Thoughts and tips on information security and privacy in an increasingly digital life

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What is two-step verification? (And why you should use it.)

11 Jun , 2017, 14.23 Linus Nyman


And now for something completely different: how to quickly and easily improve the security of your online accounts. (Spoiler alert: use two-step verification.)

(The problem with) passwords

We commonly use passwords to log on to our various online accounts. That password is how we verify to the site that we are, in fact, who we say we are. (I.e. us.) From a security point of view, that one little password is the only thing stopping others from pretending to be us. And passwords have their faults.

To avoid people guessing our password we should use strong passwords. Which, admittedly, is a huge pain in the backside, so we don’t always do that. And even if we do, our passwords can still end up in the wrong hands as the result of a data breach. But wait – it gets worse. If someone hacks your email, they can take over any other online account you have by using the “forgot your password?” link and having the password reset. (Unless you use two-step verification on that account. Which, conveniently enough, is what this article is about.)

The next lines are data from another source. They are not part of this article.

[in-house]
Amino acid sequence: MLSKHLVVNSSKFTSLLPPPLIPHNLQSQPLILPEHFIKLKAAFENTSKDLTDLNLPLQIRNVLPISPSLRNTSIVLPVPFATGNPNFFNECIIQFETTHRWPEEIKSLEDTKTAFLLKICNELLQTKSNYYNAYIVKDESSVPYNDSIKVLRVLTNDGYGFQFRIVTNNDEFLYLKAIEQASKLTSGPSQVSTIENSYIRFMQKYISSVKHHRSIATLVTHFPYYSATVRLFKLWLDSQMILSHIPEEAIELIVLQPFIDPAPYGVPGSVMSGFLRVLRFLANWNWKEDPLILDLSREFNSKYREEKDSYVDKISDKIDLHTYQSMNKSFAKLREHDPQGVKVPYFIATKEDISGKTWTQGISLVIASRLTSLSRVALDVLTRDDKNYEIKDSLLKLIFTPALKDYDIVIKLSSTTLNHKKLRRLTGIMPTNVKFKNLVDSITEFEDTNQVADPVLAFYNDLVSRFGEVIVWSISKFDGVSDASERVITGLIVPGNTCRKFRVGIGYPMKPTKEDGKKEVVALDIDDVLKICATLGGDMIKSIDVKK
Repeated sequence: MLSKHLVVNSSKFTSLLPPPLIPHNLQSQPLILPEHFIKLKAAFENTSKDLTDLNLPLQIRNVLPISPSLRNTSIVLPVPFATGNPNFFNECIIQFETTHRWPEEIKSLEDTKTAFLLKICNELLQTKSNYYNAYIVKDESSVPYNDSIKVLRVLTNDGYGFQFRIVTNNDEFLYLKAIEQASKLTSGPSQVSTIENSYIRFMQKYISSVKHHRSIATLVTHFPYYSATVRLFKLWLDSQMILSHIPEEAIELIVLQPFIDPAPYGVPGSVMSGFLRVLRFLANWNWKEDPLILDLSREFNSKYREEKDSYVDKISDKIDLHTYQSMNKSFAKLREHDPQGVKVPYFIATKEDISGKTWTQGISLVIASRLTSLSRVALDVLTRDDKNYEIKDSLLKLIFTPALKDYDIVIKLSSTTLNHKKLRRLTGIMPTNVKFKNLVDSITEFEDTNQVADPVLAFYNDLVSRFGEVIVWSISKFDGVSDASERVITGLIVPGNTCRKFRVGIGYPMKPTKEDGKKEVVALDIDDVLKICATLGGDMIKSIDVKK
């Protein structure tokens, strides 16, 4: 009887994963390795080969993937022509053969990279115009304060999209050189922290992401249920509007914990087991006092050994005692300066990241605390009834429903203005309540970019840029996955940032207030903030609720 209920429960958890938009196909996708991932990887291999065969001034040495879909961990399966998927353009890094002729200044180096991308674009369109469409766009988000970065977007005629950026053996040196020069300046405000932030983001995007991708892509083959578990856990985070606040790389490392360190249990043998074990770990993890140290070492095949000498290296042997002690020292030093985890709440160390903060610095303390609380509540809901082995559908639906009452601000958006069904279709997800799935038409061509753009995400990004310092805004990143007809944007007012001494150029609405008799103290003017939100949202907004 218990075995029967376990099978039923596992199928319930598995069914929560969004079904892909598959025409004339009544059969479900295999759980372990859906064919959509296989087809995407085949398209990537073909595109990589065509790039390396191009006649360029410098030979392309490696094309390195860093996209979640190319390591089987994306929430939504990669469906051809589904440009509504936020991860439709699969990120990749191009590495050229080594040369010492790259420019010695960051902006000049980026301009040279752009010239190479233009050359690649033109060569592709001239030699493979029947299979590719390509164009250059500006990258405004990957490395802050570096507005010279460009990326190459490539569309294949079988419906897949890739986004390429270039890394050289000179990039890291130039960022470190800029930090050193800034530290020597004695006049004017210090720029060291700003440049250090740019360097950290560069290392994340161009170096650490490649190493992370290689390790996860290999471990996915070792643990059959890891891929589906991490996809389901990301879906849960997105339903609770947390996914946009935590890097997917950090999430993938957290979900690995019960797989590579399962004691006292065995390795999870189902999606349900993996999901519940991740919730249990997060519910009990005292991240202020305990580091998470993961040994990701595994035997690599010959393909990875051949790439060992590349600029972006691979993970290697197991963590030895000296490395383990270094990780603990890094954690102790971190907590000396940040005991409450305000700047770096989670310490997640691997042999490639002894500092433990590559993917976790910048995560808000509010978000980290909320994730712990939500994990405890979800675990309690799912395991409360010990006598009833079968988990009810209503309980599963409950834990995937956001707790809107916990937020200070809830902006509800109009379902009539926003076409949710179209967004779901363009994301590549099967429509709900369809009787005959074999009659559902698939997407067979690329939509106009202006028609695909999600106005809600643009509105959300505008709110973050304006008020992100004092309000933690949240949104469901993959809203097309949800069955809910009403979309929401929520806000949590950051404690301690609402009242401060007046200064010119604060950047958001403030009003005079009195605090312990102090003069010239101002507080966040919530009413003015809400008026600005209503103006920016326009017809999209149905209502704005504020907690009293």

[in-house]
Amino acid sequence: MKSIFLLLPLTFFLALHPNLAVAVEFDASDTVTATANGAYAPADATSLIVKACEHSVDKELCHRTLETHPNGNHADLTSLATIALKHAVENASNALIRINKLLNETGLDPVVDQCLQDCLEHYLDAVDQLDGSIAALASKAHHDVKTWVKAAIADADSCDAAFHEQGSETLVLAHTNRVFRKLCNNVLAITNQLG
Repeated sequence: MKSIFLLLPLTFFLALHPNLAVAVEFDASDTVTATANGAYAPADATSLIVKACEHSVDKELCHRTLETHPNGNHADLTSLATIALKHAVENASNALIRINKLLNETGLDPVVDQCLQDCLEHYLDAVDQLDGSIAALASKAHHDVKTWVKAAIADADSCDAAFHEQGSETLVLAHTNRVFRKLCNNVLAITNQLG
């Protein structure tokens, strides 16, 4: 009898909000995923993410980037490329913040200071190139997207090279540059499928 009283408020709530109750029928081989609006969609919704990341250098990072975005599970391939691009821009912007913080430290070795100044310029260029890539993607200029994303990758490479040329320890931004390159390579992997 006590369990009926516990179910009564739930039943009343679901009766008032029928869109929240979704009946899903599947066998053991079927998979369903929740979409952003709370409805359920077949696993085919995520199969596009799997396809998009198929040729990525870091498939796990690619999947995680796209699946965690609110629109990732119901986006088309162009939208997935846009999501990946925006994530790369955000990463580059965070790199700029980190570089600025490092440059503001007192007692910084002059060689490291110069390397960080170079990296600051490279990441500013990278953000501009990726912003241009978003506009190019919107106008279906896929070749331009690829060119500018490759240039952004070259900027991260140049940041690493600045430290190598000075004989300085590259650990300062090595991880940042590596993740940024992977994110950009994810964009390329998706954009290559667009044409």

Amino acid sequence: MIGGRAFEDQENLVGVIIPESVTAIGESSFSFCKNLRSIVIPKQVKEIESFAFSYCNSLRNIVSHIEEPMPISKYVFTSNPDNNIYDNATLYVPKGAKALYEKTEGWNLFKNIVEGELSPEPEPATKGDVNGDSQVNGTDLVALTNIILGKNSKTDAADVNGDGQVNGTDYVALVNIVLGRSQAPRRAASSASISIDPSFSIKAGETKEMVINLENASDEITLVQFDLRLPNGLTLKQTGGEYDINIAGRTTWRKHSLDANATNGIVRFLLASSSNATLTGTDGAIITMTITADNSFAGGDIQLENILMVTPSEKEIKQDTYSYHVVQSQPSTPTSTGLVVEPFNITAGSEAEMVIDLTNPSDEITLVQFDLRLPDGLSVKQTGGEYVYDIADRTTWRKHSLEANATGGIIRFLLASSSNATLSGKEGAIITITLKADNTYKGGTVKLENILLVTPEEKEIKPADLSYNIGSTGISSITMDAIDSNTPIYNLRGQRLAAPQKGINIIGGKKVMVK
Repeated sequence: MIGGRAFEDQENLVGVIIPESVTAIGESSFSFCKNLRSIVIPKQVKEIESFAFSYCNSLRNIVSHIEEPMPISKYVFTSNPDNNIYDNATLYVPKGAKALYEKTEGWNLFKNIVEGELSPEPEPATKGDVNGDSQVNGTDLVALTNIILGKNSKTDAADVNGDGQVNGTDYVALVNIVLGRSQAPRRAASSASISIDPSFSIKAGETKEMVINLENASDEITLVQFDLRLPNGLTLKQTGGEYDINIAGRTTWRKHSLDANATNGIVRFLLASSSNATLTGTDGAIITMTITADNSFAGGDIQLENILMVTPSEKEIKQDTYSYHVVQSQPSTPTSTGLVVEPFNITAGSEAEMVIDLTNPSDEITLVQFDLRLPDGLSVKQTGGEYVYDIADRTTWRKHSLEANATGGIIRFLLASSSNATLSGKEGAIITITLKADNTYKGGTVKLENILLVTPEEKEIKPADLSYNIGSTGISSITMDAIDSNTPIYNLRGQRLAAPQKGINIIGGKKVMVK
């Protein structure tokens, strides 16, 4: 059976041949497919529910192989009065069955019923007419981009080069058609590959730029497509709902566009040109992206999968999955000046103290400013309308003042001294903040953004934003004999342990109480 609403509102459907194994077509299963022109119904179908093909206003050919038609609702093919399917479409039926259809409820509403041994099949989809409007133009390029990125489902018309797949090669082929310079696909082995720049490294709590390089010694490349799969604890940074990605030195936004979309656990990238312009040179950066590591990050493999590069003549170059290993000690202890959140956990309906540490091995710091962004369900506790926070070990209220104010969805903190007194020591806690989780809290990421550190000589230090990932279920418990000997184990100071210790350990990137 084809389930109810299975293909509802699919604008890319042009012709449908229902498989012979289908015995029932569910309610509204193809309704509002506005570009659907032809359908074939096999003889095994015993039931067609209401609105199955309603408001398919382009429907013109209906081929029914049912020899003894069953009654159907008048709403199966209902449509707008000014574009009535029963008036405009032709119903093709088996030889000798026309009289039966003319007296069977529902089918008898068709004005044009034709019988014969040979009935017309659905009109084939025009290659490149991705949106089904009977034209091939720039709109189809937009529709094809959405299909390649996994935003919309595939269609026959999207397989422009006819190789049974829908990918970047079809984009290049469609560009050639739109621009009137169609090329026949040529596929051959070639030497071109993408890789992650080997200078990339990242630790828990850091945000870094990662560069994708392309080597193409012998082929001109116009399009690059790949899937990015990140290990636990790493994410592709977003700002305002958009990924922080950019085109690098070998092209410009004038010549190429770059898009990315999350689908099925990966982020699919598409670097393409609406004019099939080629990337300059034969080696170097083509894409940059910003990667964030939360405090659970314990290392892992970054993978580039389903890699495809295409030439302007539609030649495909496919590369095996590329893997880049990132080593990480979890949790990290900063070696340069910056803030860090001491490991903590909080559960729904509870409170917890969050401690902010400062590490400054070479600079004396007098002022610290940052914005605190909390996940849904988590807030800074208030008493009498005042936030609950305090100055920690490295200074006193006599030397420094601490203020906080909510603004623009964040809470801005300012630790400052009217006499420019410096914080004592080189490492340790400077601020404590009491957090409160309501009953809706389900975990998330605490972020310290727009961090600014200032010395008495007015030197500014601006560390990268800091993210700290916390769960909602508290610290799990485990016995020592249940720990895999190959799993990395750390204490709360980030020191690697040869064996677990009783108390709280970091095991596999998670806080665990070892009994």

One way of improving our security is by requiring one or more additional verification steps (in addition to our password) before we can log in to a site. That way, even if someone manages to get hold of (or guess) our password, they still wouldn’t be able to log in to our account, since the password would only be one of several required steps of verification.

As an example of two-step verification that most of use are likely to be familiar with, think of withdrawing money from an ATM. First off, you need the physical card. One step. But then you also need an additional form of verification, commonly a PIN number (but soon it could also be your fingerprint).

Two-step verification in practice: one small step for you, one giant(ish) leap for your security

One of the most common ways of implementing two-step verification in practice is through text messages. The way it works is that once you have entered your password you will be sent a text message with an additional string of numbers and/or letters to enter. The benefit here is that in order to break into your account, someone would need access to your phone as well as your password.

two-step verification for Apple ID

Two-step verification for Apple ID (as described by Apple)


Unfortunately, this isn’t necessarily the case – two-step verification through SMS has already been hacked. It’s a flawed system, and let’s hope a better one will come around soon. But until then, it’s still better than only using a password. At least for your most important accounts, e.g. your e-mail and any other accounts where an attacker would be able to do considerable damage.

For more on the topic, click your way through to your friendly neighborhood digital rights guardians, the Electronic Frontier Foundation. The EFF has written a series of articles on two-step verification, covering how to set it up for twelve different online accounts.

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